Connie Gillam - May 15, 2014 - 11:10 am

How about going old school and have them go to the library to look up what they need? That might make them embrace what they have at their fingertips. Maybe. LOL

Walt Mussell - May 15, 2014 - 12:26 pm

Connie, the library is often closed when he suddenly remembers he has homework, though his mother is usualy adept at pressing him to start his homework as soon as he gets home from school.

Pam Asberry - May 15, 2014 - 1:00 pm

LOL, Walt! I don’t know how any of us survived without Google.

Walt Mussell - May 15, 2014 - 2:30 pm

Pam, at least the library doesn’t track our every movement in order to target us with ads.

Carol Burnside / Annie Rayburn - May 15, 2014 - 5:05 pm

Walt, perhaps you could play a Trivia game with them. There are some excellent trivia board games with various subject matters. Find one he’d likely be interested in and make it a rule that answers can be looked up on various devices. It could be that he doesn’t know WHAT to input in order to yield good results. Even learning that could open up a world for him. Praise for learning new things could add self-confidence in himself and the devices. Good luck!

Piper - May 15, 2014 - 5:23 pm

Walt,

You did right. We are still having this conversation in college, so he’s that much ahead of the others he’ll meet there…:)

And I loved the encyclopedia too!

Priscilla Starling - May 15, 2014 - 6:03 pm

Many people frown on rewards but they usually work. Ex: Every time he looks something up or uses resources, he gets rewarded by either praise or points toward something or time for something he would like to do, etc. You could try it. Rewards are about as varied in type and intensity as you could want.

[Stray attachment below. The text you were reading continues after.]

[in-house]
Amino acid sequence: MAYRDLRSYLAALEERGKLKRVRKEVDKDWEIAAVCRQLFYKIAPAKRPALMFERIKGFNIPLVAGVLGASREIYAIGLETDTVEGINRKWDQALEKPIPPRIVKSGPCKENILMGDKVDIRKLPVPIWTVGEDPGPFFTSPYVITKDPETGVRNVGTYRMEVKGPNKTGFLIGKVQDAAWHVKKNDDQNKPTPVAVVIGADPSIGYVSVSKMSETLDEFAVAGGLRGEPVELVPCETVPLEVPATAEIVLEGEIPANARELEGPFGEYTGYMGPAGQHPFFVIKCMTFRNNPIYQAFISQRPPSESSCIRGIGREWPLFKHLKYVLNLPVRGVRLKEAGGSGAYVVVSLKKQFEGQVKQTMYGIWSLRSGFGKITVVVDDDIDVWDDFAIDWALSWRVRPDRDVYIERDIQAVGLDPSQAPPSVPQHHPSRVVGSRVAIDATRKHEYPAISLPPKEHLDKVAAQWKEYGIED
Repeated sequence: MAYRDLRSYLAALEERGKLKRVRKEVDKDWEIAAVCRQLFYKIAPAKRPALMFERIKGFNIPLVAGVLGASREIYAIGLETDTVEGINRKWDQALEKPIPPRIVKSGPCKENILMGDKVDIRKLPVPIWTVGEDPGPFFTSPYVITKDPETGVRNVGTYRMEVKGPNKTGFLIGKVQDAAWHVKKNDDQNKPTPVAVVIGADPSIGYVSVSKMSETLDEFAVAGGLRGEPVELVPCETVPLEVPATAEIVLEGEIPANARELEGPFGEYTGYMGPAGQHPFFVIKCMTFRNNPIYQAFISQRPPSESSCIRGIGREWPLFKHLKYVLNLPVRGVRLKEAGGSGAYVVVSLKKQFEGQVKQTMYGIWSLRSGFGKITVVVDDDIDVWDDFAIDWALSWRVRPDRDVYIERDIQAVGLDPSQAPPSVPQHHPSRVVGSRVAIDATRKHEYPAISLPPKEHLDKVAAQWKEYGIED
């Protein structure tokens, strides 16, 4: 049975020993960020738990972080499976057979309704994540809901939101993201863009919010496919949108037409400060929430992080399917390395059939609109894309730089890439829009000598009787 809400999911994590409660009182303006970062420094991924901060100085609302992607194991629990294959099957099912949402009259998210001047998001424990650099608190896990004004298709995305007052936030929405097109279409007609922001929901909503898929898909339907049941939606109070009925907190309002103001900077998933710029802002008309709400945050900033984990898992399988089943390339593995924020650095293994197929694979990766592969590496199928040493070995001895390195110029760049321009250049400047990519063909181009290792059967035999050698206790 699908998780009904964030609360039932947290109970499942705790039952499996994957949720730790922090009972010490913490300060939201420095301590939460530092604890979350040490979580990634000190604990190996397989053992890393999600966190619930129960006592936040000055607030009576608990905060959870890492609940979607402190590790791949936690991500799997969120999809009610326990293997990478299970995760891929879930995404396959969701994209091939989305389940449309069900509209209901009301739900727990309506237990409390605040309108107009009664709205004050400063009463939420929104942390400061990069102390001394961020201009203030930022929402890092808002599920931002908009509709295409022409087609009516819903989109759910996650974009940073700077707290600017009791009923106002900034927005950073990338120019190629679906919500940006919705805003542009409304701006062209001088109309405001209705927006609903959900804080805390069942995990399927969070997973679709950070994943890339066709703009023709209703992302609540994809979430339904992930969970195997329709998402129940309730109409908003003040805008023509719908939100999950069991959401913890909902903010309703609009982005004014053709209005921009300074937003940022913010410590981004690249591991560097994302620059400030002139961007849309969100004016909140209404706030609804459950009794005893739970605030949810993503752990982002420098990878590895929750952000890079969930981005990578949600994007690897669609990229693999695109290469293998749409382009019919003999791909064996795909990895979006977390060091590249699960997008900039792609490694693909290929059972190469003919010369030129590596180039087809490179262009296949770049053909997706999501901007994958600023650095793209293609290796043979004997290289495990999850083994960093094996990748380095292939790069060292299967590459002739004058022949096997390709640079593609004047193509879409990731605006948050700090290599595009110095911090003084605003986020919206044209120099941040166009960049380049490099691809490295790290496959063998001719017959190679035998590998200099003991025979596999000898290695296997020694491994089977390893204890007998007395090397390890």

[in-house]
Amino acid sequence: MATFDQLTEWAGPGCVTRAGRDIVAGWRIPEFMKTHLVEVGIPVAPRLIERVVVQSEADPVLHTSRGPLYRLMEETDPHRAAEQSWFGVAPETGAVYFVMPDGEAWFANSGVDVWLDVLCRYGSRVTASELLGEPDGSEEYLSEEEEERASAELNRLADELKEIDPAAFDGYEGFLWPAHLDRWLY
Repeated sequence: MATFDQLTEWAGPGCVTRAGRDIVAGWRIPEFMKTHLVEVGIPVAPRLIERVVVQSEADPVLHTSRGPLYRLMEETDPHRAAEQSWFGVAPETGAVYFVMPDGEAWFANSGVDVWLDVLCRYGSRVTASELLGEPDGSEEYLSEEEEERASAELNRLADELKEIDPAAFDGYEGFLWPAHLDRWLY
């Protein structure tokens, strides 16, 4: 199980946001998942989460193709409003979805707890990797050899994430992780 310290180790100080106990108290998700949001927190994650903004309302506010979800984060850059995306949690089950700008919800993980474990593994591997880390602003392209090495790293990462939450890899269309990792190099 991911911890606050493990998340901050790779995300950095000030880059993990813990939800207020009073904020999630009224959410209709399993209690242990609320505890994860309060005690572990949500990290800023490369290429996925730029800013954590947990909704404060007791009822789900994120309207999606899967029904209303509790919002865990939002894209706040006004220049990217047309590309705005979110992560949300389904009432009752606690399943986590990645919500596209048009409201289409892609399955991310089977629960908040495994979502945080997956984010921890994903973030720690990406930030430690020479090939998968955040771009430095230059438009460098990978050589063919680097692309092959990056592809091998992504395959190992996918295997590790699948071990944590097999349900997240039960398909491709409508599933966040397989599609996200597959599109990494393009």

Walt Mussell - May 15, 2014 - 9:24 pm

Carol, I still have all my old “Trivial Pursuit” games in the basement. Don’t know if that would help, but it’s worth a try. He could look up the answers.

Walt Mussell - May 15, 2014 - 9:29 pm

Piper, I would figure college students would know how to search for things. It’s surprising to hear that it’s a challenge for them.

Walt Mussell - May 15, 2014 - 9:31 pm

Ms. Starling, thanks for dropping in for a visit. What might work is a praise reward incorporated into the Trivial Pursuit game above.

sandra Elzie - May 16, 2014 - 7:46 am

Hi Walt,
Sorry I’m late. Some use negative reinforcement (if you do XXX then you CAN’T DO YYY) but we used positive reinforcement. If you do XXX you GET TO DO YYY) Positive worked a lot better…and was less stressful to the parents.

Sia Huff - May 16, 2014 - 12:44 pm

Each child is different. One responds well to one way, and another to a different way.
Good for you, Walt! You are helping him by making him responsible. Although he may not realize it for awhile. There’s a fine line between helping and enabling. Our job as parents is to raise independent humans who can go out and be productive in the world. It’s not always easy or popular with our kiddos.
The most important thing is he knows that you love him. And that, my friend, is obvious.